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Beshear touts health plan; Fletcher says he's "rolling dice"

BELLEVUE, Ky. (AP) - Democratic gubernatorial nominee Steve
Beshear proposed a health care plan Tuesday he claims would expand insurance coverage and curb health costs for Kentucky residents.

Beshear, who is challenging Republican Gov. Ernie Fletcher in
the Nov. 6 election, said if elected he wants to extend health
coverage to thousands of uninsured children through Medicaid and
the Kentucky Children's Health Insurance Program, and assist
eligible low-income elderly people with out-of-pocket prescription
costs.

Beshear's campaign estimated that the first-year costs for
implementing his proposals would total $70.5 million to $99.5
million - which covers plans to help uninsured children, provide
prescription drug assistance and expand a program to promote the
birth of healthy babies.

The Democrat's plan also includes allowing young adults to stay
on their parents' health insurance plans longer, opening the
Kentucky Children's Health Insurance Program to all families and
assisting small businesses struggling to afford insurance for their
employees. His plan would allow more low-income families to obtain
insurance at discounted premiums through KCHIP. Other families
could buy KCHIP coverage at full price. Beshear said his ultimate
goal is to provide health coverage for all Kentuckians, which he
said would make Kentucky businesses more competitive and is "the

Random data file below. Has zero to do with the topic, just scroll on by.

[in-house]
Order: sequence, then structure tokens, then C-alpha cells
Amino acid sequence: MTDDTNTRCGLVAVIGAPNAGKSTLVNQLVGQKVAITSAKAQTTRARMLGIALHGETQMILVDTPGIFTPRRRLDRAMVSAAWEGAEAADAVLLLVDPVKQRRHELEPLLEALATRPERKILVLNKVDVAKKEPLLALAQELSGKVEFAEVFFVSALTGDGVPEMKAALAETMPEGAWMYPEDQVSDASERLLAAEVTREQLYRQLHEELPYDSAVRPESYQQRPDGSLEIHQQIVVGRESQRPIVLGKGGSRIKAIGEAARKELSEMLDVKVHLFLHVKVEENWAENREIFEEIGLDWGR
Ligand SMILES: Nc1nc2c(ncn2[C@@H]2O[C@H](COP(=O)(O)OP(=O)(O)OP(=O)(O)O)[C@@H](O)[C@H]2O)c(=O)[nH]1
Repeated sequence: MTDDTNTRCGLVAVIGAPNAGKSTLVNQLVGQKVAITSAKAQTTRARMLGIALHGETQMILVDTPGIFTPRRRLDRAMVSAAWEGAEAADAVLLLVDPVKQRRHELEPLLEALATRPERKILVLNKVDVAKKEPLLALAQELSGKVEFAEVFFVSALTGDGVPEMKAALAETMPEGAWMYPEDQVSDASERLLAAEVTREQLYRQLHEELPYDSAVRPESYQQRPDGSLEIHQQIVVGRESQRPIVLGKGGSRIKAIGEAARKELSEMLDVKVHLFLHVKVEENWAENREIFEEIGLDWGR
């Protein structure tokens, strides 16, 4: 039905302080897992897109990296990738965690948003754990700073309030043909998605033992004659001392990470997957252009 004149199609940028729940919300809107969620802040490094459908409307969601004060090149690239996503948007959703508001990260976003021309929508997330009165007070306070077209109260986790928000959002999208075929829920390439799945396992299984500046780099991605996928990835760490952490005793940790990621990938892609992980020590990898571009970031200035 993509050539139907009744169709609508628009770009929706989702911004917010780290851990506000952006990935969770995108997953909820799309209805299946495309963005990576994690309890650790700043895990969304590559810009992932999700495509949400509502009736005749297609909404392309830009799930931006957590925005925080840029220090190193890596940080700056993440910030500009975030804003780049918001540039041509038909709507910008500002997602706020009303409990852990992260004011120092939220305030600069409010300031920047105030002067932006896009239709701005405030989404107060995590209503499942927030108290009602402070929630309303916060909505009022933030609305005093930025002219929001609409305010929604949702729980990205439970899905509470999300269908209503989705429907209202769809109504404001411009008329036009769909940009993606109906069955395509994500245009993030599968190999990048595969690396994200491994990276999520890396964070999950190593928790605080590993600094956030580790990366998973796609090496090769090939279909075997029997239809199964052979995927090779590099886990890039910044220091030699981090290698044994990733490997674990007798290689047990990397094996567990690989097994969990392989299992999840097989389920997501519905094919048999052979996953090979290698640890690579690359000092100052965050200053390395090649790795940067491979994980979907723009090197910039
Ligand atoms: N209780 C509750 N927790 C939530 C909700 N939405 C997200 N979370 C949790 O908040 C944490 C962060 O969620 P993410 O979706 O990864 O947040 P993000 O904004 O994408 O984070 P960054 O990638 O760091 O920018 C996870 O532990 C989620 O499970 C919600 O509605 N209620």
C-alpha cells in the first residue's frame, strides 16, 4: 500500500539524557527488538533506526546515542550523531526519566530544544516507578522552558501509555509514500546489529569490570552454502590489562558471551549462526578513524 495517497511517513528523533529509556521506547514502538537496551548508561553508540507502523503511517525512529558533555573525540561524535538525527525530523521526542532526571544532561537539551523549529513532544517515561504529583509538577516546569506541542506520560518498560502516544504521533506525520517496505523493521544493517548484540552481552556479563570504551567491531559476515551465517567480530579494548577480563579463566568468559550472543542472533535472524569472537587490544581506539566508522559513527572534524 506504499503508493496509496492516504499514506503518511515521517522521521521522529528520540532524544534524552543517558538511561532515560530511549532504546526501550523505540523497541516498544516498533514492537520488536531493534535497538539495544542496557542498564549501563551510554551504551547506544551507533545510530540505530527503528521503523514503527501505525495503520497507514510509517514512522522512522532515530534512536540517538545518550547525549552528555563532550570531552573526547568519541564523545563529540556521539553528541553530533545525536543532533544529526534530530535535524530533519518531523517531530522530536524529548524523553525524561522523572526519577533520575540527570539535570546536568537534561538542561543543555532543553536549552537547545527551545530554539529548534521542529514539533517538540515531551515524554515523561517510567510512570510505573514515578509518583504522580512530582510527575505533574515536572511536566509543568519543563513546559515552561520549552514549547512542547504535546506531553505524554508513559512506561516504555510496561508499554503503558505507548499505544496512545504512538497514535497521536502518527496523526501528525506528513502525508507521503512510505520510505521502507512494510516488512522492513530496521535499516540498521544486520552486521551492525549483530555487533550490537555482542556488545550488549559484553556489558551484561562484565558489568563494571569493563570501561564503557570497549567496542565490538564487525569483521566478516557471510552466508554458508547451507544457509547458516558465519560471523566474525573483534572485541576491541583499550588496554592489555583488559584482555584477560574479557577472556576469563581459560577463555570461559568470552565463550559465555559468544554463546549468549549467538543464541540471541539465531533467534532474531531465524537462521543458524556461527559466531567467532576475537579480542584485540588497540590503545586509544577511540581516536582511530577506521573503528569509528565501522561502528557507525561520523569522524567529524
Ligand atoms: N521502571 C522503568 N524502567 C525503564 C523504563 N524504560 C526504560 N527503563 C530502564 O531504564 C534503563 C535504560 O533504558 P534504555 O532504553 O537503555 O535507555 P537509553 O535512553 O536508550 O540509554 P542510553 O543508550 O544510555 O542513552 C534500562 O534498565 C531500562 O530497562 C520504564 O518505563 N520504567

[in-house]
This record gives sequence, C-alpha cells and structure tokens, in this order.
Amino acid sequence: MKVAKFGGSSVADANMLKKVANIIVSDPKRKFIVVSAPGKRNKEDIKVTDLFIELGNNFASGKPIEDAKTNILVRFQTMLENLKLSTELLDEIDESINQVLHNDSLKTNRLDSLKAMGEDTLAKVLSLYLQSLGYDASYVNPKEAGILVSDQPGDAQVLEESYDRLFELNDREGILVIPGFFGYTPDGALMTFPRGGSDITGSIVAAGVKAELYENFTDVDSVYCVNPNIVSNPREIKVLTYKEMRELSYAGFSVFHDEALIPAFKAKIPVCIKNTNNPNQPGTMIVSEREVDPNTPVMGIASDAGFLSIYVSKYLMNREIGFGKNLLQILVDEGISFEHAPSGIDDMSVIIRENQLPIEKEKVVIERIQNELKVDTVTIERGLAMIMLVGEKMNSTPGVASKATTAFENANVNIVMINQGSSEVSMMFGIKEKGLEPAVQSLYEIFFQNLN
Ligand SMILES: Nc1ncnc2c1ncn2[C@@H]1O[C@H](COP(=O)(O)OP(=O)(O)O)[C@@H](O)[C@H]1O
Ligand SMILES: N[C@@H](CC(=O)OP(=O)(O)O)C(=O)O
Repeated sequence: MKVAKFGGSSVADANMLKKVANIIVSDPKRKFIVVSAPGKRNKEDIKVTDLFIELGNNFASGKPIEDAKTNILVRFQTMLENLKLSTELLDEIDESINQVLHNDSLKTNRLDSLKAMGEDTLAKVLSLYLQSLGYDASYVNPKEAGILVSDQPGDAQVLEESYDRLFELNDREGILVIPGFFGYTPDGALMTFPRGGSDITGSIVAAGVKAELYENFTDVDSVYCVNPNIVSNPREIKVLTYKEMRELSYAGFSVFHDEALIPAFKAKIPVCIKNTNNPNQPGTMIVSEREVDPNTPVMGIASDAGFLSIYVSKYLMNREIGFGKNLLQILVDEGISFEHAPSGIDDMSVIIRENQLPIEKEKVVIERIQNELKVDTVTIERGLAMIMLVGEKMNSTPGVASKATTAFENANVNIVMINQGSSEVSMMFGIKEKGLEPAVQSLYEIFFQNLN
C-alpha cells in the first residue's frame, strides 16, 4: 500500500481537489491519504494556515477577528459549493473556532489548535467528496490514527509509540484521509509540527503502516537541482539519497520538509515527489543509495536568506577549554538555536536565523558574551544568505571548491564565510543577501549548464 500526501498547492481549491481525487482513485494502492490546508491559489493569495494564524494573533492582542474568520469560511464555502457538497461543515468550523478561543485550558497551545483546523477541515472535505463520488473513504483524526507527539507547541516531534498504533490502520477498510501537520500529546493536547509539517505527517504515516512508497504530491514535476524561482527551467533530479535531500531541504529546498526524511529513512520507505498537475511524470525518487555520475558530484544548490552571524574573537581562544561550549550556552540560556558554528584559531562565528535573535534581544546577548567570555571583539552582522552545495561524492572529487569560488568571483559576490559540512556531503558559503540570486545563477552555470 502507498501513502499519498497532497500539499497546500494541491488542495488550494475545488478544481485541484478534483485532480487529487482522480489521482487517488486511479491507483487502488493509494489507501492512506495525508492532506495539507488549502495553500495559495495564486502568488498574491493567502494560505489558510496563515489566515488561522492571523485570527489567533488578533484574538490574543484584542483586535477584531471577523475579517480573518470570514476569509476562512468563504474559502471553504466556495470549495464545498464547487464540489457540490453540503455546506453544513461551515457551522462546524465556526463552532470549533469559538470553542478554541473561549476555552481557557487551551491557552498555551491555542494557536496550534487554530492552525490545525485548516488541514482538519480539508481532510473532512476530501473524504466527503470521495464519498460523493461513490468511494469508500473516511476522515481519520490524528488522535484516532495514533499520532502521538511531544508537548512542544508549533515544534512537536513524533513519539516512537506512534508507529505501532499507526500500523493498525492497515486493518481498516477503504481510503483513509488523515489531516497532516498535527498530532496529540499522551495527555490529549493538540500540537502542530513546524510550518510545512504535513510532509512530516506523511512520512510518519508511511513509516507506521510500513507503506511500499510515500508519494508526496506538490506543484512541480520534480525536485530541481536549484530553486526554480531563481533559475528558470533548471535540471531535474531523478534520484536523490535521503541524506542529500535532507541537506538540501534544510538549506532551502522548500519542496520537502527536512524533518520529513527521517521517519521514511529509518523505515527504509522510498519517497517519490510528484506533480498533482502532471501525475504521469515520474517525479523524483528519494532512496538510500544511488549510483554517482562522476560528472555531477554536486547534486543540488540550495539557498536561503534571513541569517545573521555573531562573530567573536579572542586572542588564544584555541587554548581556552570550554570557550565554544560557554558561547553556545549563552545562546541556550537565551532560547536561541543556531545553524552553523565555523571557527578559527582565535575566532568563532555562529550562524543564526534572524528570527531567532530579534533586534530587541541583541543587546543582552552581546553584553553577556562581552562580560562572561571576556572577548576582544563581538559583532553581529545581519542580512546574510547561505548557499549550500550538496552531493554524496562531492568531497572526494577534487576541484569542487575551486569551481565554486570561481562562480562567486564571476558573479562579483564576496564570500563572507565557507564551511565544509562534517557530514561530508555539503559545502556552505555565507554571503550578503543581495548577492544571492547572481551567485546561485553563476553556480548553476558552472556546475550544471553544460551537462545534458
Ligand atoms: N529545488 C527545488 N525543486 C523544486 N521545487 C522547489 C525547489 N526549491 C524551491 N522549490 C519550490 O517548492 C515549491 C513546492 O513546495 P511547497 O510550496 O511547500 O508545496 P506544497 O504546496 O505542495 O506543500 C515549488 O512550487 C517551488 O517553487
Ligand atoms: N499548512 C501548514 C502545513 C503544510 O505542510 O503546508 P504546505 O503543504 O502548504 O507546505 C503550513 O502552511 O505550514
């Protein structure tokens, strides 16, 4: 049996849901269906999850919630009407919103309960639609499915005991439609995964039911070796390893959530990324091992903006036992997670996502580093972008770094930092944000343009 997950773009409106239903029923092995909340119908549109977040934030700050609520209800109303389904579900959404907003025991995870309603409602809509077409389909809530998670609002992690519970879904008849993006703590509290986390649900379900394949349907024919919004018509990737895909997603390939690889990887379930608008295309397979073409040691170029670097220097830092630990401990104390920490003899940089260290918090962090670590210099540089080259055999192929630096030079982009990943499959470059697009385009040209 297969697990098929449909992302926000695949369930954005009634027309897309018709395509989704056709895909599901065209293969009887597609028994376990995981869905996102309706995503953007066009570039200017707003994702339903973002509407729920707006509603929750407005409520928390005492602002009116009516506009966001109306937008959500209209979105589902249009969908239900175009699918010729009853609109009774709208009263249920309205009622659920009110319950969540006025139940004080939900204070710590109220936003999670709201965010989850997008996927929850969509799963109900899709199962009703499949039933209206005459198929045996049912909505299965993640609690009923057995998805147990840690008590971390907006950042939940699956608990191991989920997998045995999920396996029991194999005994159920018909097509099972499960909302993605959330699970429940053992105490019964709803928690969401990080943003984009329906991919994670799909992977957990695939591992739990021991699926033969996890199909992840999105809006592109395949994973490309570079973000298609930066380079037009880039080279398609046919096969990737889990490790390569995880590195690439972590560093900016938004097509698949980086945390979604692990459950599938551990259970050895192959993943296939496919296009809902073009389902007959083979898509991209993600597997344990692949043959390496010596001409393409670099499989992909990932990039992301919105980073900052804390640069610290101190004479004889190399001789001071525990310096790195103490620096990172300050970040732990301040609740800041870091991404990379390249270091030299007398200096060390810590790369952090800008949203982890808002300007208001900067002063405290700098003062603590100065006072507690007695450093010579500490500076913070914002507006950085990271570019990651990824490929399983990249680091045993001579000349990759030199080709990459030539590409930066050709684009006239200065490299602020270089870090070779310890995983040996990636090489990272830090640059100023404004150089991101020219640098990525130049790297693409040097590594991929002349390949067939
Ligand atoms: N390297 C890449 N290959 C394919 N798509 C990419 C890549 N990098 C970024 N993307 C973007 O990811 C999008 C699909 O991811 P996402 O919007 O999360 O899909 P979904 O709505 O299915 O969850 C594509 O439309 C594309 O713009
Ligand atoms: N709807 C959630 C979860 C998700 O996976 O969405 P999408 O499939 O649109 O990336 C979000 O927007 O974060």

right thing to do morally."

"We need real leadership with detailed plans, not just vague
promises to make that happen," Beshear told reporters after
touring a health care facility in this northern Kentucky city just
across the river from Cincinnati.

Fletcher's campaign did not respond to Beshear's proposal.
Fletcher, a doctor, has credited his "Get Healthy Kentucky"
initiative with spreading the message about healthy choices in a
state with high rates of smoking and obesity that lead to chronic
illnesses. The governor says his push to revamp the state's
Medicaid system erased a deficit and provided better care. Fletcher
also supported creating a state program that helps small businesses
provide health insurance to their employees.

Beshear said more than 550,000 Kentuckians have no health care
coverage. For insured Kentuckians, premium costs have risen, on
average, 84 percent since 2000, more than four times the average
wage growth, he said.

(Copyright 2007 by The Associated Press. All Rights Reserved.)

AP-NY-08-07-07 1632EDT


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